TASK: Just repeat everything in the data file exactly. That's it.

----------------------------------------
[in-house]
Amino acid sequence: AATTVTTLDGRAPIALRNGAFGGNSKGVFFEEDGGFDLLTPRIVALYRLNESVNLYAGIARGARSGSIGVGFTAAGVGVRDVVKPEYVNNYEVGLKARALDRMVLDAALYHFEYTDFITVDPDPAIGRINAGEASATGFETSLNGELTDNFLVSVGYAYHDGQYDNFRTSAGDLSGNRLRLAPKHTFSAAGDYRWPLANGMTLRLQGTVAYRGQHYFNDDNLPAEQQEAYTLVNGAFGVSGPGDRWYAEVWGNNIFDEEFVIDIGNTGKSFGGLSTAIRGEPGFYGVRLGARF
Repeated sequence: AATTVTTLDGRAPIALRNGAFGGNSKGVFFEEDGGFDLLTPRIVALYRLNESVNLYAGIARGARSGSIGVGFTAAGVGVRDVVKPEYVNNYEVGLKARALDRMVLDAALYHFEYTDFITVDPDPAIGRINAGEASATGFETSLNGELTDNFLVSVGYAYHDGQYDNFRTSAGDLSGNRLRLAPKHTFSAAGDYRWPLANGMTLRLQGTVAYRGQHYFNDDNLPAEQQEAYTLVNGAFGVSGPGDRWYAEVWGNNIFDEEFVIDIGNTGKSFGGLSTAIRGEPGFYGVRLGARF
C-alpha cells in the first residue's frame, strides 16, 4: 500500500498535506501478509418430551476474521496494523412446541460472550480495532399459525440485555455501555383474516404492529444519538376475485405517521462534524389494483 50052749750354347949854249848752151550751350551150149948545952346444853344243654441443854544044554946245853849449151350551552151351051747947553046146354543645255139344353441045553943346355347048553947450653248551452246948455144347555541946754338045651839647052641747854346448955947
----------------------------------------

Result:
[in-house]
Amino acid sequence: AATTVTTLDGRAPIALRNGAFGGNSKGVFFEEDGGFDLLTPRIVALYRLNESVNLYAGIARGARSGSIGVGFTAAGVGVRDVVKPEYVNNYEVGLKARALDRMVLDAALYHFEYTDFITVDPDPAIGRINAGEASATGFETSLNGELTDNFLVSVGYAYHDGQYDNFRTSAGDLSGNRLRLAPKHTFSAAGDYRWPLANGMTLRLQGTVAYRGQHYFNDDNLPAEQQEAYTLVNGAFGVSGPGDRWYAEVWGNNIFDEEFVIDIGNTGKSFGGLSTAIRGEPGFYGVRLGARF
Repeated sequence: AATTVTTLDGRAPIALRNGAFGGNSKGVFFEEDGGFDLLTPRIVALYRLNESVNLYAGIARGARSGSIGVGFTAAGVGVRDVVKPEYVNNYEVGLKARALDRMVLDAALYHFEYTDFITVDPDPAIGRINAGEASATGFETSLNGELTDNFLVSVGYAYHDGQYDNFRTSAGDLSGNRLRLAPKHTFSAAGDYRWPLANGMTLRLQGTVAYRGQHYFNDDNLPAEQQEAYTLVNGAFGVSGPGDRWYAEVWGNNIFDEEFVIDIGNTGKSFGGLSTAIRGEPGFYGVRLGARF
C-alpha cells in the first residue's frame, strides 16, 4: 500500500498535506501478509418430551476474521496494523412446541460472550480495532399459525440485555455501555383474516404492529444519538376475485405517521462534524389494483 50052749750354347949854249848752151550751350551150149948545952346444853344243654441443854544044554946245853849449151350551552151351051747947553046146354543645255139344353441045553943346355347048553947450653248551452246948455144347555541946754338045651839647052641747854346448955947